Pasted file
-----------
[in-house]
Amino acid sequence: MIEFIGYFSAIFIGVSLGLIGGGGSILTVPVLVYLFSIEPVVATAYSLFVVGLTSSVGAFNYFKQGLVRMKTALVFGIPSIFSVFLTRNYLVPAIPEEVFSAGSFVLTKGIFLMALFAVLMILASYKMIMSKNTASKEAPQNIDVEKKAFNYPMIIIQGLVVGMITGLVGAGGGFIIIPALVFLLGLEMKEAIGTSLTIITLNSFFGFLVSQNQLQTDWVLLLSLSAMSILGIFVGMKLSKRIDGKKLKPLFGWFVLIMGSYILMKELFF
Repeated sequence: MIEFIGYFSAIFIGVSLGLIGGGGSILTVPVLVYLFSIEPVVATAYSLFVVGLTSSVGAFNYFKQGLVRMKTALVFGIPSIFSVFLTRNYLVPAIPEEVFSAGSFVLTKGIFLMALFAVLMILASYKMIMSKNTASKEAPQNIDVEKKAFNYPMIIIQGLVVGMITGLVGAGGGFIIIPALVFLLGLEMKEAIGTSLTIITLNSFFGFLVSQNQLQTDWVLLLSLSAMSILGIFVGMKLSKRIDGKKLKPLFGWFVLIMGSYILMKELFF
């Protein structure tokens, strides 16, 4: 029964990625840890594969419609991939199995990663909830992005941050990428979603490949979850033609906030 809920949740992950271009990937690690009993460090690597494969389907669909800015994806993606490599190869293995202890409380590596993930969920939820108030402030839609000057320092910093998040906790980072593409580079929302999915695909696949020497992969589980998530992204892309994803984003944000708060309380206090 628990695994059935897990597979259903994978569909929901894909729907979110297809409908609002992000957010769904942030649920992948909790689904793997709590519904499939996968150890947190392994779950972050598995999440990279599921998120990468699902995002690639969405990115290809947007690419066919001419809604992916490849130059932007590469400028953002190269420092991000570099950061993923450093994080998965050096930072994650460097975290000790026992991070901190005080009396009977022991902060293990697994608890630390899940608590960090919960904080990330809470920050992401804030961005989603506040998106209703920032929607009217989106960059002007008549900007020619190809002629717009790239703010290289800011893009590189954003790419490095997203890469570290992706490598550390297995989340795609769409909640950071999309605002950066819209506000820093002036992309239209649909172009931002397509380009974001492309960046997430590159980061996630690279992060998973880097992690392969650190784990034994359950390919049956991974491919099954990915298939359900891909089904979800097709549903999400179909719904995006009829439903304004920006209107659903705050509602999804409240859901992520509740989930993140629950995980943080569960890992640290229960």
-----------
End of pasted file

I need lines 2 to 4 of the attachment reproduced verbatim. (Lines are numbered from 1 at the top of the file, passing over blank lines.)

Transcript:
Amino acid sequence: MIEFIGYFSAIFIGVSLGLIGGGGSILTVPVLVYLFSIEPVVATAYSLFVVGLTSSVGAFNYFKQGLVRMKTALVFGIPSIFSVFLTRNYLVPAIPEEVFSAGSFVLTKGIFLMALFAVLMILASYKMIMSKNTASKEAPQNIDVEKKAFNYPMIIIQGLVVGMITGLVGAGGGFIIIPALVFLLGLEMKEAIGTSLTIITLNSFFGFLVSQNQLQTDWVLLLSLSAMSILGIFVGMKLSKRIDGKKLKPLFGWFVLIMGSYILMKELFF
Repeated sequence: MIEFIGYFSAIFIGVSLGLIGGGGSILTVPVLVYLFSIEPVVATAYSLFVVGLTSSVGAFNYFKQGLVRMKTALVFGIPSIFSVFLTRNYLVPAIPEEVFSAGSFVLTKGIFLMALFAVLMILASYKMIMSKNTASKEAPQNIDVEKKAFNYPMIIIQGLVVGMITGLVGAGGGFIIIPALVFLLGLEMKEAIGTSLTIITLNSFFGFLVSQNQLQTDWVLLLSLSAMSILGIFVGMKLSKRIDGKKLKPLFGWFVLIMGSYILMKELFF
């Protein structure tokens, strides 16, 4: 029964990625840890594969419609991939199995990663909830992005941050990428979603490949979850033609906030 809920949740992950271009990937690690009993460090690597494969389907669909800015994806993606490599190869293995202890409380590596993930969920939820108030402030839609000057320092910093998040906790980072593409580079929302999915695909696949020497992969589980998530992204892309994803984003944000708060309380206090 628990695994059935897990597979259903994978569909929901894909729907979110297809409908609002992000957010769904942030649920992948909790689904793997709590519904499939996968150890947190392994779950972050598995999440990279599921998120990468699902995002690639969405990115290809947007690419066919001419809604992916490849130059932007590469400028953002190269420092991000570099950061993923450093994080998965050096930072994650460097975290000790026992991070901190005080009396009977022991902060293990697994608890630390899940608590960090919960904080990330809470920050992401804030961005989603506040998106209703920032929607009217989106960059002007008549900007020619190809002629717009790239703010290289800011893009590189954003790419490095997203890469570290992706490598550390297995989340795609769409909640950071999309605002950066819209506000820093002036992309239209649909172009931002397509380009974001492309960046997430590159980061996630690279992060998973880097992690392969650190784990034994359950390919049956991974491919099954990915298939359900891909089904979800097709549903999400179909719904995006009829439903304004920006209107659903705050509602999804409240859901992520509740989930993140629950995980943080569960890992640290229960």